Review Summary: It’s hard not to enjoy at least some of these infectious indie pop tunes.
I know I’m not alone in having tendencies sometimes for my music to be an easy, comfortable listen that gives me the goods (melodies, hooks, harmonies, a little pop, a little rock) with few or no strings attached. While of course musical preferences heavily influence what an “easy listen” is or means to different people, among other things, some bands and albums are better suited than others to provide enjoyment no matter what kind of day you’re having or what mood you’re in. Before listening to Rogue Wave’s Descended Like Vultures
, I didn’t think I’d find such an album within the indie genre. Not to pigeonhole the vast and virtually limitless musical varieties and genres under the loose dominion of independent music, but so much of the indie music I’ve listened to, which I still love, requires the suspension of mainstream commercial definitions of how melodies, hooks, riffs, beats, and basic song structures should be done in music today.
I instead believed that I would continue to listen to old standbys in mainstream rock, pop, and even country for music that I could turn on anytime and enjoy when the more complicated stuff just isn’t doing it for me. It turns out, however, that there are huge exceptions: Rogue Wave is “why isn’t this on the radio” material.
At the time of the recording Descended Like Vultures
in 2005, Rogue Wave, out of Oakland, California, is led by guitarist and lead singer Zach Rogue, who was almost the sole engineer of Rogue Wave’s 2004 debut album Out of the Shadow
. He is joined by the impressive multi-instrumentation of Gram Lebron, primarily on electric guitar, the late Evan Farell, primarily on bass, and Pat Spurgeon, with focus on percussion.
For an album rich in pop sensibility, it curiously begins with “Bird on a Wire,” which flirts with notions of delirium in its creepily layered vocals and subtle sound effects. The song, nevertheless, has a positive aura to it, like most of the songs here. The band’s true pop rock sensibility is on full show in “Publish My Love,” a supremely catchy song with a soaring chorus and dreamlike ambiance that could be envy of late R.E.M. Following this is “Salesman on the Day of the Parade,” one of a handful of great acoustic pieces that are a testament to the melodies swirling in Zach Rogue’s head and their strength in a full band as well as with minimal instrumentation. Probably the best of these quieter songs is the album closer “Temporary,” a slow trotting and emotionally moving tune with some of Rogue’s most intimate singing on the album.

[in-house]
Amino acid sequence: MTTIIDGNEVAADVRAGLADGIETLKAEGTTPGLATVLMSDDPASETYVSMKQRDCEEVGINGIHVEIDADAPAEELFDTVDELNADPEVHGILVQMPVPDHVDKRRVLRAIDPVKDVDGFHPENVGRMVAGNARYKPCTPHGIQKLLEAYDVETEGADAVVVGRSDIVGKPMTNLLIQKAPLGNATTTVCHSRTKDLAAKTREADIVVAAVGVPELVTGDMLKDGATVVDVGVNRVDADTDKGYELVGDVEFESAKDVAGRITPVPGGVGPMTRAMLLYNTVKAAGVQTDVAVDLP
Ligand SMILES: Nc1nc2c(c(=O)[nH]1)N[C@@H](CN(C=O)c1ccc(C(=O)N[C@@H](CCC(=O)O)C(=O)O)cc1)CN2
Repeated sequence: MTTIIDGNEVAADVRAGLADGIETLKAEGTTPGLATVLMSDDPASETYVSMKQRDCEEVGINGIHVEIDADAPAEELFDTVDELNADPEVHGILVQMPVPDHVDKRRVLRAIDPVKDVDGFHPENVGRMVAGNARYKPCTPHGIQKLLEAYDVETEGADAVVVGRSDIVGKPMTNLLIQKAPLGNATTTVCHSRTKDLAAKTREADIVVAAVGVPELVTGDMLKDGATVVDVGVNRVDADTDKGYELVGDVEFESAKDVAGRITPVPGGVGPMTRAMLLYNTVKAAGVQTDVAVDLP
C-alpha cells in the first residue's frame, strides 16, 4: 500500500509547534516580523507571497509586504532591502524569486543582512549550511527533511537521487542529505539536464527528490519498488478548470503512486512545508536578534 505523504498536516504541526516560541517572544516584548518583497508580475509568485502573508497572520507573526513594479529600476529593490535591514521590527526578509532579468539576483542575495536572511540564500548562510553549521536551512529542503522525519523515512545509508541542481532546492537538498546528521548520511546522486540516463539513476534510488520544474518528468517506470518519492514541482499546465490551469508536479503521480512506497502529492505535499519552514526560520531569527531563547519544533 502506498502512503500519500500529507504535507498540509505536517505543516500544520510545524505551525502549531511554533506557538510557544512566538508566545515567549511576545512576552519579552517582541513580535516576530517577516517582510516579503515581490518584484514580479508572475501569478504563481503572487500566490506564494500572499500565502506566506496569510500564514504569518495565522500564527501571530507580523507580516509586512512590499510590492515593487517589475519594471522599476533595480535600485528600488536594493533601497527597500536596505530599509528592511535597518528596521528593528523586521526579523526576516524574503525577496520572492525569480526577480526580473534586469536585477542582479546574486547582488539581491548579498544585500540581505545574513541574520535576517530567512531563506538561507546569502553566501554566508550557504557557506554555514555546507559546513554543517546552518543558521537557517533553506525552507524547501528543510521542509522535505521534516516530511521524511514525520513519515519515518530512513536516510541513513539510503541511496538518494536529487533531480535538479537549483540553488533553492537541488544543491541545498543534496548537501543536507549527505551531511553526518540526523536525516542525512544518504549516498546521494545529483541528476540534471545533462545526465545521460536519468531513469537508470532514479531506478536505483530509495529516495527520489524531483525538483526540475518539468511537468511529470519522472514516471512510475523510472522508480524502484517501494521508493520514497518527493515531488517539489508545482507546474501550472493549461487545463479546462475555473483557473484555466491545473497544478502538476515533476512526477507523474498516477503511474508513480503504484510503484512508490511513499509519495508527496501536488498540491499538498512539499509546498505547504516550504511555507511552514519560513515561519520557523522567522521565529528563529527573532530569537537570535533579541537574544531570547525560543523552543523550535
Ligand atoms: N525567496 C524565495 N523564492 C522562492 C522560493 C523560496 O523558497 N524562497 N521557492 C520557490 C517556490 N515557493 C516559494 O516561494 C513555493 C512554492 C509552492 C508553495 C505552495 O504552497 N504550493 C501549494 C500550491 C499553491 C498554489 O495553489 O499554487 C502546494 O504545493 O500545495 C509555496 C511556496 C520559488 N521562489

The frantically paced, highly synthesized “10:1,” the fun, almost folky “Medicine Ball,” and the epic “You” are other highlights on the album. “You” in particular rivals “Publish My Love” as the album’s top tune as it builds tension and momentum until the crescendo reaches an inspiring climax that is then tempered by the sweet, subdued chorus. With no weak tracks and little repetition, listeners could easily choose any of the album’s 11 songs as their favorite.
For its numerous forays into the depths of paranoia like on “Bird on a Wire” and “10:1,” Descended Like Vultures
never sounds threatening, as it is just about always saved by an uplifting chorus and an instrumental change of heart. On one hand, this makes for a very easy, gentle and enjoyable listen for any fan of melodic rock and a strong pop hook. On the other hand, however, this reassuring element to Rogue Wave’s songs also takes away from the dynamism of the album and each song seems to hit you generally the same way. For someone looking for music to move and rattle them beyond the confines of a hummable chorus and radio-friendly veneer, this may not be the band for them, at least not for extended listening sessions.
While Zach Rogue’s melodies are exceedingly pleasurable and relatively simple, his lyrical work is sure to leave lyric-junkies scratching their heads in trying to decipher his complex vocal message. While seeming to convey emotional contemplations in stride with the music, the message comes in abstract bits and pieces, presumably of a larger context, that ends up contributing to its allure. However, with melodies as infectious as these, it’s easy to see how the lyrics can be overlooked.
The result of the album’s heavily polished production and the band’s extensive use of subtle instrumentation as a foundation for the often louder song-defining melodies, with the exceptions of the acoustic numbers, is a rich sound palette that warms the band’s catchy hooks and interesting song developments. On Descended Like Vultures
, from the diverse, jumbled and, to many, peregrine world of indie, Rogue Wave is on the same wavelength as the mainstream radio listeners. Ultimately, however, Descended Like Vultures
is an excellent album for anyone interested in a pleasant, immediately rewarding listen.